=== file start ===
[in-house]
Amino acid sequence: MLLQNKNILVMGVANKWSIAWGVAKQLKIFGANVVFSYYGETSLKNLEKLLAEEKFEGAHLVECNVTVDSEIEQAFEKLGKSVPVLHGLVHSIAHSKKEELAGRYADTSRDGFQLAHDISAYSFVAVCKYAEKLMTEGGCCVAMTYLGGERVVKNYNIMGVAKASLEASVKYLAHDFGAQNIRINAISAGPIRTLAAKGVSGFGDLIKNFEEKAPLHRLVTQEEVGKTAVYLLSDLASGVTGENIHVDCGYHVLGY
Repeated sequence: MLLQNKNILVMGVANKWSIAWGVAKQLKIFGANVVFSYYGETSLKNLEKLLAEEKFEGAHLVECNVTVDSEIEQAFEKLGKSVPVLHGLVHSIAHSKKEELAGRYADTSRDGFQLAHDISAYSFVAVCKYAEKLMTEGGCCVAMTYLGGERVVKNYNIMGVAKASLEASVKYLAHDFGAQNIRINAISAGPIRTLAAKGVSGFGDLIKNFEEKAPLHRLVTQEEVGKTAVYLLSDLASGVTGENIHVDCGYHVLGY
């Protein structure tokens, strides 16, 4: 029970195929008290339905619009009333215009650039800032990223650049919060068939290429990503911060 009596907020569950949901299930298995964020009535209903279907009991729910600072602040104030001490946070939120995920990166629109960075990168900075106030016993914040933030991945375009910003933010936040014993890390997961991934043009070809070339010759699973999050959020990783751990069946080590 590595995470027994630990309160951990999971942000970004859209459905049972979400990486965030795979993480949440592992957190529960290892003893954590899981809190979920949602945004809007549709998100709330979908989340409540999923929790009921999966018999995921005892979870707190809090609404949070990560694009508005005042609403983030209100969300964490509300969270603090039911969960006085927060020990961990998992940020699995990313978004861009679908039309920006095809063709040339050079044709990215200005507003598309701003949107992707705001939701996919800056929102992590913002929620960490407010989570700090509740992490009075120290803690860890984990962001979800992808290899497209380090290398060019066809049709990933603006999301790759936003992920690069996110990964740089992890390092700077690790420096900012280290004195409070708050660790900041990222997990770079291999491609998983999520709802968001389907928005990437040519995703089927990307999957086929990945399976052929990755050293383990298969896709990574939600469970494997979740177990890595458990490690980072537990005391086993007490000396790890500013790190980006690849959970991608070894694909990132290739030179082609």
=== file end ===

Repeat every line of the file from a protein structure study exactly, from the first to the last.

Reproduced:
[in-house]
Amino acid sequence: MLLQNKNILVMGVANKWSIAWGVAKQLKIFGANVVFSYYGETSLKNLEKLLAEEKFEGAHLVECNVTVDSEIEQAFEKLGKSVPVLHGLVHSIAHSKKEELAGRYADTSRDGFQLAHDISAYSFVAVCKYAEKLMTEGGCCVAMTYLGGERVVKNYNIMGVAKASLEASVKYLAHDFGAQNIRINAISAGPIRTLAAKGVSGFGDLIKNFEEKAPLHRLVTQEEVGKTAVYLLSDLASGVTGENIHVDCGYHVLGY
Repeated sequence: MLLQNKNILVMGVANKWSIAWGVAKQLKIFGANVVFSYYGETSLKNLEKLLAEEKFEGAHLVECNVTVDSEIEQAFEKLGKSVPVLHGLVHSIAHSKKEELAGRYADTSRDGFQLAHDISAYSFVAVCKYAEKLMTEGGCCVAMTYLGGERVVKNYNIMGVAKASLEASVKYLAHDFGAQNIRINAISAGPIRTLAAKGVSGFGDLIKNFEEKAPLHRLVTQEEVGKTAVYLLSDLASGVTGENIHVDCGYHVLGY
């Protein structure tokens, strides 16, 4: 029970195929008290339905619009009333215009650039800032990223650049919060068939290429990503911060 009596907020569950949901299930298995964020009535209903279907009991729910600072602040104030001490946070939120995920990166629109960075990168900075106030016993914040933030991945375009910003933010936040014993890390997961991934043009070809070339010759699973999050959020990783751990069946080590 590595995470027994630990309160951990999971942000970004859209459905049972979400990486965030795979993480949440592992957190529960290892003893954590899981809190979920949602945004809007549709998100709330979908989340409540999923929790009921999966018999995921005892979870707190809090609404949070990560694009508005005042609403983030209100969300964490509300969270603090039911969960006085927060020990961990998992940020699995990313978004861009679908039309920006095809063709040339050079044709990215200005507003598309701003949107992707705001939701996919800056929102992590913002929620960490407010989570700090509740992490009075120290803690860890984990962001979800992808290899497209380090290398060019066809049709990933603006999301790759936003992920690069996110990964740089992890390092700077690790420096900012280290004195409070708050660790900041990222997990770079291999491609998983999520709802968001389907928005990437040519995703089927990307999957086929990945399976052929990755050293383990298969896709990574939600469970494997979740177990890595458990490690980072537990005391086993007490000396790890500013790190980006690849959970991608070894694909990132290739030179082609």